•“Because of the style of writing, Dr. Cyrus Thomas declared the inscription to be a form of Paleo-Hebrew thought to be in use during the first or second century”
Response: As indicated above, there is no argument here about Nephites and Lamanites being anywhere in North and South America between Hagoth’s ships taking Nephites and Lamanites northward, and 1500 A.D. when the Europeans arrived in the New World. Between Lehi’s landing in 600 B.C., and Hagoth’s immigrants in 55 B.C., there should be no one else in the Land of Promise (Lehi’s island and later the immediate extended land). There is a thought about the quote above, however. If what has been found in North America (Hopewell mounds) is truly Paleo-Hebrew writing, then a few thoughts need to be understood:
Algonquin is either a distinct Algonquian language closely related to the Ojibwe language or a particularly divergent Ojibwe dialect. It is spoken, alongside French and to some extent English, by the Algonquin First Nations of Quebec and Ontario; the map shows where it was initially spoken in North America 
1. The Paleo-Hebrew language is a variant of the Phoenician alphabet, both contain 22 letters, all consonants, and described as an abjad. In fact, according to Solomon Asher Birnbaum, a Yiddish linguist and Hebrew palaeographer, the Phoenician is nearly identical to the Paleo-Hebrew script. So are these artifacts from the Mounds Hebrew or Phoenician?
2. The artifacts dating were considered to be from 100 A.D. to 800 A.D., and have been verified by carbon dating (C-14) of wood fragments found in the inscription that yielded a date of between 32 A.D. and 769 A.D. This means the artifact could well be in the last half of that date spread, which means that it could have been later than the existence of the Nephites who were wiped out in 385 A.D.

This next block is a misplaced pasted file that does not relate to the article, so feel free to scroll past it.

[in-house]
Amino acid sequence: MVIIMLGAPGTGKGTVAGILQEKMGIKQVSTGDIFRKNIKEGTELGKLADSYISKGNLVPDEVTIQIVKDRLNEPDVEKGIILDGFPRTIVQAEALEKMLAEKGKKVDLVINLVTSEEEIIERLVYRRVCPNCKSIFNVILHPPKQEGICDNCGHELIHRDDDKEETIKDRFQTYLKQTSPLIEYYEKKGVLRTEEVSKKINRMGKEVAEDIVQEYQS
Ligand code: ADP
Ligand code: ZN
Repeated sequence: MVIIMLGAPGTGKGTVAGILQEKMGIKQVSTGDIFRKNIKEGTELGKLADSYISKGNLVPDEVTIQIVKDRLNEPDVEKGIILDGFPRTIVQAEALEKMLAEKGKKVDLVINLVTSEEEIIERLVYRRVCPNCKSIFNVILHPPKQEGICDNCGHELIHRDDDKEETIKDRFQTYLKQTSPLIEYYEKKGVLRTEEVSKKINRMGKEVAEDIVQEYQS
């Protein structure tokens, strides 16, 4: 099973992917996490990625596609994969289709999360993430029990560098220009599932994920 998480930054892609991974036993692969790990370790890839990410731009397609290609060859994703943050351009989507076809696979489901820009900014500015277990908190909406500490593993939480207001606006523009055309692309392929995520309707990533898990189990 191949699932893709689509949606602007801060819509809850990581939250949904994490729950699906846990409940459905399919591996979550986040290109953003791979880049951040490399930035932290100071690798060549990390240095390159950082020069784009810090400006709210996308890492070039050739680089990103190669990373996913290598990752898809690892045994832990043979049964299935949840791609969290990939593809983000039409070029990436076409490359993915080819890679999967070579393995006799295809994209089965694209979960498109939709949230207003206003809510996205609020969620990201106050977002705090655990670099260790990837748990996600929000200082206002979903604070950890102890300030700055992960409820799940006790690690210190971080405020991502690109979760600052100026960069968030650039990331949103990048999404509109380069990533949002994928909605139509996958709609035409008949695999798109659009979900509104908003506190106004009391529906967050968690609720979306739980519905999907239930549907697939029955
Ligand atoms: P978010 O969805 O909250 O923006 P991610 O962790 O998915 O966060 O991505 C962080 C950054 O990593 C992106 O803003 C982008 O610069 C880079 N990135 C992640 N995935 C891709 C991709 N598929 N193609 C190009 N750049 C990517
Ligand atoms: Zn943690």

3. In dating the artifacts to 32A.D. and later and to a script that was phased out in Jerusalem around the time of Nephi, it seems strange that in 32 A.D., that same script would be found in use in America. As an example, Moroni said some 350 years later that their Hebrew had been altered by them (Mormon 9:33) over the 1000 year period (570 years before the artifact, which would have been plenty of time for much of this change to have taken place). So when Dr. Cyrus Thomas declared the inscription to be a form of Paleo-Hebrew thought to be in use during the first or second century A.D., the question arises on how that could be assoiated with the Nephites?
4. The black Decalogue stone found depicts a man in full length robes, a sash and Jewish temple ceremonial hat along with the name of Moses above the image. The inscribed writing has been determined to be an ancient script now called “Block Hebrew,” or “Monumental Hebrew” because of its being found in Jerusalem near the 4th century, A.D. (Biblical Archaeology Review Nov./Dec. 1986, p. 33). This raises the question as to how it could be connected to the Nephites when Lehi, Nephi, Sam and Zoram left Jerusalem in 600 B.C., some 900 years before the Block or Monumental Hebrew was developed?
•“Non-LDS linguists have confirmed the Algonquin language is a Hebraic language.”
Response: The Algonquian (Algonkian) language is the largest native language group in North America and is nothing more than a family of related languages, but spoken by different tribes, such as the Algonquian, including the Delaware, the Narragansetts, the Pequot, and the Wampanoag. This language originated in the southern Quebec and eastern Ontario region, and the Ottawa River Valley of Canada. The language extended eventually clear to Hudson Bay to the north and North Carolina to the south, including the Great Plains, and west of the Mississippi River.